How Rise of Skywalker echoes Star Wars’ classic Thrawn trilogy novels

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There’s a moment in the most recent teaser for Star Wars: The Rise of Skywalker that created me sit up and go “Huh!” At the 1:20 mark, we see a fleet of Resistance fighters and capital ships drop out of hyperspace, and seconds later, we get a glimpse of a enormous fleet of Star Destroyers. It appears as even though the scene is teeing up a enormous confrontation in between the Resistance and Initial Order, but when you appear a tiny closer, something’s off — anything that offers me vibes of a single of the earliest Star Wars novels: Timothy Zahn’s Dark Force Increasing.

When we see the fleet of Star Destroyers — dozens of them — they’re parked in rows, lights off. Furthermore, these are not the hulking, Resurgent-class Star Destroyers that we’ve noticed the Initial Order use in The Force Awakens and The Final Jedi: these appear like the classic Imperial-class Star Destroyers of A New Hope, Empire Strikes Back, and Return of the Jedi — ships we’ve noticed crashed in the deserts of Jakku, but had been phased out in the years considering that the Empire fell. Cue the rampant speculation.

The Resistance was hit really hard at the finish of The Final Jedi. The Initial Order attack decimated its D’Qar headquarters, and pursuing forces chased them off into space, selecting off their ships a single by a single till a final confrontation on a distant planet named Crait. When Leia, Poe, Rey, and Finn, and a handful of their companions had been in a position to escape, no matter what they’d devote some time in the aftermath licking their wounds and hunting to replenish their forces and allies. Subsequent Star Wars novels, Black Spire and Resistance Reborn, guarantee to fill in the gap in between the two films.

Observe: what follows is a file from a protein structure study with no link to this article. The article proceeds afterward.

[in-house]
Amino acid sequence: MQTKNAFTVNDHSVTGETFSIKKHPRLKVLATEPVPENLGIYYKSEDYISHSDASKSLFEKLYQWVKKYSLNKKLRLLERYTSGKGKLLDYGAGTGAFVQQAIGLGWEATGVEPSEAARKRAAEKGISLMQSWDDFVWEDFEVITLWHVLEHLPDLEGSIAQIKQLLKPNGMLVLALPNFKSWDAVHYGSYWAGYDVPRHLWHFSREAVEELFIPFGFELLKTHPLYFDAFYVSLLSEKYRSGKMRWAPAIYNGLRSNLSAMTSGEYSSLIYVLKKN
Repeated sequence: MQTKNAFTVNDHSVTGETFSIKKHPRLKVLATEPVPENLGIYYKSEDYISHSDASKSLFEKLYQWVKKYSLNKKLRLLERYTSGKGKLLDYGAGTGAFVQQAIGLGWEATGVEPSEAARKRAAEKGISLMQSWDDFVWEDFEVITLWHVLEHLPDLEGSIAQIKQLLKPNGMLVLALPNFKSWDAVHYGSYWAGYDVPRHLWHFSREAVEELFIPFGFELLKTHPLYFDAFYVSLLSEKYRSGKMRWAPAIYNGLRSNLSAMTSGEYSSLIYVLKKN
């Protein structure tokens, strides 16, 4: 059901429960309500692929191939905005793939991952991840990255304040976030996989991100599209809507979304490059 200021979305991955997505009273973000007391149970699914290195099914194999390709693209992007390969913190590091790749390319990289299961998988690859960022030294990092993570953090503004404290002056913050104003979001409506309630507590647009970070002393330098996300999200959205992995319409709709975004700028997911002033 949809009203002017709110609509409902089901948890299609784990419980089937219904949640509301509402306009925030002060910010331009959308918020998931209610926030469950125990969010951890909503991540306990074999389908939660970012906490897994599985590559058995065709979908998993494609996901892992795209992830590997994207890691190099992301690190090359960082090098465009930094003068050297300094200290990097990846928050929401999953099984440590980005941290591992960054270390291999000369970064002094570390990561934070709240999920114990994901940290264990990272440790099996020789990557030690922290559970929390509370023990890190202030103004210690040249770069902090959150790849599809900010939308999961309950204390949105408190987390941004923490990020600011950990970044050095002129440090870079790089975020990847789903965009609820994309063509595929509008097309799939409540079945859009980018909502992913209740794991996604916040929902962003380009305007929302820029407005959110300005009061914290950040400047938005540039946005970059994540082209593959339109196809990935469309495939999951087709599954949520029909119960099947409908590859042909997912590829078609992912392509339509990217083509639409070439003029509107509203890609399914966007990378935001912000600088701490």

That fleet of Star Destroyers harkens back to an additional story from the Star Wars universe: Timothy Zahn’s popular, beloved, and now non-canon Thrawn trilogy from the early ’90s. 5 years right after Return of the Jedi, the New Republic has been largely in a position to take more than the galaxy. But when Zahn picks up with the galaxy in Heir to the Empire, our heroes face a cunning Grand Admiral who utilizes his tactical genius to marshall the remaining, divided Imperial forces to restore the Empire. At the finish of Dark Force Increasing, the place of a lost fleet of Clone Wars-era warships, which have been sitting in the depths of space for decades, waiting to be recovered and place to use, threatens to tip the scales for either side.


The three books of Timothy Zahn’s Thrawn trilogy standing up on a wooden table

The total Thrawn trilogy
Photograph by Andrew Liptak

The Katana Fleet was a force of 200 Dreadnought cruisers, led by an sophisticated flagship, the Katana, which controlled the other 199 ships. Sadly, the crew of the ship went mad and jumped into hyperspace, exactly where they became lost. When Luke Skywalker and Han Solo sooner or later get the place from a smuggler, they undertook an unauthorized mission to scout out the fleet.